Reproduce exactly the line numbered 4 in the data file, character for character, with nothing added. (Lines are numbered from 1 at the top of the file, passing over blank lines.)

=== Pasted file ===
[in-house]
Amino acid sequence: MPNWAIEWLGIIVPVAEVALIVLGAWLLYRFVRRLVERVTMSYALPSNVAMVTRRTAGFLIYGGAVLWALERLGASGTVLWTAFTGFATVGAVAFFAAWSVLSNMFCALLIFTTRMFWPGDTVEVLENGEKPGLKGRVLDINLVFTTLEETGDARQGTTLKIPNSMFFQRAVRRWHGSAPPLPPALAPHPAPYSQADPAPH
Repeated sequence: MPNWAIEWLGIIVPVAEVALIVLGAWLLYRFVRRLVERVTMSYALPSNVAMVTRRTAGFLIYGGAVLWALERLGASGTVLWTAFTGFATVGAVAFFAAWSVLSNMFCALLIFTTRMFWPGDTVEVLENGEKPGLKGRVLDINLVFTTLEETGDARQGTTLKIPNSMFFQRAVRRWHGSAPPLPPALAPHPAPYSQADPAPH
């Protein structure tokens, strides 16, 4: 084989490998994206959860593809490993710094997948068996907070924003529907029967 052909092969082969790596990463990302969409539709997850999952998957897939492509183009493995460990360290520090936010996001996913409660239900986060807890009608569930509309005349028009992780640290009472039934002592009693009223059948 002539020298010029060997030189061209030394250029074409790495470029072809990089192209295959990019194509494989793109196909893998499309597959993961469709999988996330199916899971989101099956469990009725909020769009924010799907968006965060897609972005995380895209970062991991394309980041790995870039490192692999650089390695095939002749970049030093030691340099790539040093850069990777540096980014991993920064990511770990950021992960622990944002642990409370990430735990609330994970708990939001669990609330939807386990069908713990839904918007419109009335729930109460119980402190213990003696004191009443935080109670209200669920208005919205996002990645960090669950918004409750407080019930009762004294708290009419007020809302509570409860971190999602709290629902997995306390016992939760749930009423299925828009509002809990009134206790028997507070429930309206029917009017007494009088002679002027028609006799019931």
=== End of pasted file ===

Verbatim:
């Protein structure tokens, strides 16, 4: 084989490998994206959860593809490993710094997948068996907070924003529907029967 052909092969082969790596990463990302969409539709997850999952998957897939492509183009493995460990360290520090936010996001996913409660239900986060807890009608569930509309005349028009992780640290009472039934002592009693009223059948 002539020298010029060997030189061209030394250029074409790495470029072809990089192209295959990019194509494989793109196909893998499309597959993961469709999988996330199916899971989101099956469990009725909020769009924010799907968006965060897609972005995380895209970062991991394309980041790995870039490192692999650089390695095939002749970049030093030691340099790539040093850069990777540096980014991993920064990511770990950021992960622990944002642990409370990430735990609330994970708990939001669990609330939807386990069908713990839904918007419109009335729930109460119980402190213990003696004191009443935080109670209200669920208005919205996002990645960090669950918004409750407080019930009762004294708290009419007020809302509570409860971190999602709290629902997995306390016992939760749930009423299925828009509002809990009134206790028997507070429930309206029917009017007494009088002679002027028609006799019931």